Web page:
Shatavari Benefits and How Is It Used
There a lot of Shatavari benefits that you can get from taking Shatavari. We listed some of Shatavari benefits and how it can be used as a supplement.
Facts about Shatavari
Shatavari is a member of the asparagus family called Asparagus racemosus. It’s also an adaptogenic herb. Adaptogenic herbs help your body cope with physical and emotional stress.
making it a staple in ayurvedic medicine. It is also said to promote fertility and have a range of health benefits, particularly for the female reproductive system.
Here are some of Shatavari benefits;
- It has Antioxidant Properties
One of Shatavari’s benefits is it can be Antioxidants.
A 2018 study suggested, that Shatavari may have antioxidant properties, though more research is needed in humans.
- It has anti-inflammatory properties
Other Shatavari benefits are it be anti-inflammatory.
The Racemofuran, which is found in Shatavari, has significant anti-inflammatory capabilities.
These types of drugs are thought to reduce inflammation without serious digestive side effects.
- It may help boost your immune system
Also, Shatavari benefits us to boost the immune system.
Shatavari is used in Ayurveda as an immunity booster. According to a study in 2004, animals that treated with Shatavari root extract had increased antibodies to a strain of whooping cough when compared to untreated animals. The treated animals recovered quicker and had improved health overall. This suggested an improved immune response.
- It may help relieve cough
In a study, last 2000 on mice, Shatavari root juice is a natural cough remedy in West Bengal, India. Researchers evaluated its cough-relieving abilities in coughing mice. They found Shatavari root extract stopped cough the same as the prescription cough medicine codeine phosphate.
- It may help treat diarrhea
According to a study in 2005, Shatavari helped stop castor oil-induced diarrhea in rats.
- It may act as a diuretic
Diuretics can help your body get rid of excess fluid. They’re often prescribed for people who have congestive heart failure to remove excess fluid from around the heart. Prescription diuretics may cause serious side effects.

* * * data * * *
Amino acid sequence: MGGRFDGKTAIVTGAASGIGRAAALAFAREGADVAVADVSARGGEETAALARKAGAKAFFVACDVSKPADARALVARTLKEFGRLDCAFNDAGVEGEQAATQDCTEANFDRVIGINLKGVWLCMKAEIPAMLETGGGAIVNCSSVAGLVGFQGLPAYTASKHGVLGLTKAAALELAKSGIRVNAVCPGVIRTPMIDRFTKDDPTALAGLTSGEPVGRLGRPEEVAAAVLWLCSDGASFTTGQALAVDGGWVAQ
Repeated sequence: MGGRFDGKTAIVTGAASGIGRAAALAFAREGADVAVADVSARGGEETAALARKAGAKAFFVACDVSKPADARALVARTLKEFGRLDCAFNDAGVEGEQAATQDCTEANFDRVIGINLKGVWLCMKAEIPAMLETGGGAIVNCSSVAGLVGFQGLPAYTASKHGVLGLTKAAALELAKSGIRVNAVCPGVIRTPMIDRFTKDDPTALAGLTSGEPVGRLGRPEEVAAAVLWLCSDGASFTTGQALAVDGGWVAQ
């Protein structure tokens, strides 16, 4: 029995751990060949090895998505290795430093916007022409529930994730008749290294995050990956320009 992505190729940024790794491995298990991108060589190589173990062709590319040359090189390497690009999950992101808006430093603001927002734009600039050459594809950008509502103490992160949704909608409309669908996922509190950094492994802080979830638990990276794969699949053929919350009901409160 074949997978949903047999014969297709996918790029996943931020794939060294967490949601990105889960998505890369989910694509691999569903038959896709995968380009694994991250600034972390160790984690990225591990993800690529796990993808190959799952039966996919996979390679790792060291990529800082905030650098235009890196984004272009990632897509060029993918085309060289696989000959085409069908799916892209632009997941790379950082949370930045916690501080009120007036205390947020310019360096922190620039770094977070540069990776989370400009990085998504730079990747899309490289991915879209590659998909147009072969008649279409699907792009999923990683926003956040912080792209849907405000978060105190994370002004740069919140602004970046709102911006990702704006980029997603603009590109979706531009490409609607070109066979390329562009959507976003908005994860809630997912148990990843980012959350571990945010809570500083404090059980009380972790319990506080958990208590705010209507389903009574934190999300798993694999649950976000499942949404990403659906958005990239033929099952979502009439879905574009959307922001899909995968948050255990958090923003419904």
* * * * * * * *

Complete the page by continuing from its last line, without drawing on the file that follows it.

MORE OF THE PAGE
In a 2010 study on rats, Shatavari is used as a diuretic in Ayurveda. The study found that 3,200 milligrams of Shatavari had diuretic activity without causing acute side effects.
- It may help treat ulcers
Ulcers are sores in your stomach, small intestine, or esophagus. They can be very painful. They can also cause serious complications, such as bleeding.
A 2005 study shows on rats, Shatavari was as effective at treating medication-induced gastric ulcers as ranitidine (Zantac). Ranitidine could be a drug usually prescribed to treat ulcers. Shatavari was less effective against stress-induced ulcers.
- It may help treat kidney stones
Kidney stones are hard deposits that form in your kidneys. When they pass through your urinary tract, they may cause excruciating pain.
Most kidney stones are made of oxalates. Oxalates are compounds found in some foods, such as spinach, beets, and french fries.
In a 2005 study, Shatavari root extract helped prevent the formation of oxalate stones in rats. It also increased magnesium concentration in the urine. Proper levels of magnesium in the body are thought to help prevent the development of crystals in the urine that forms kidney stones.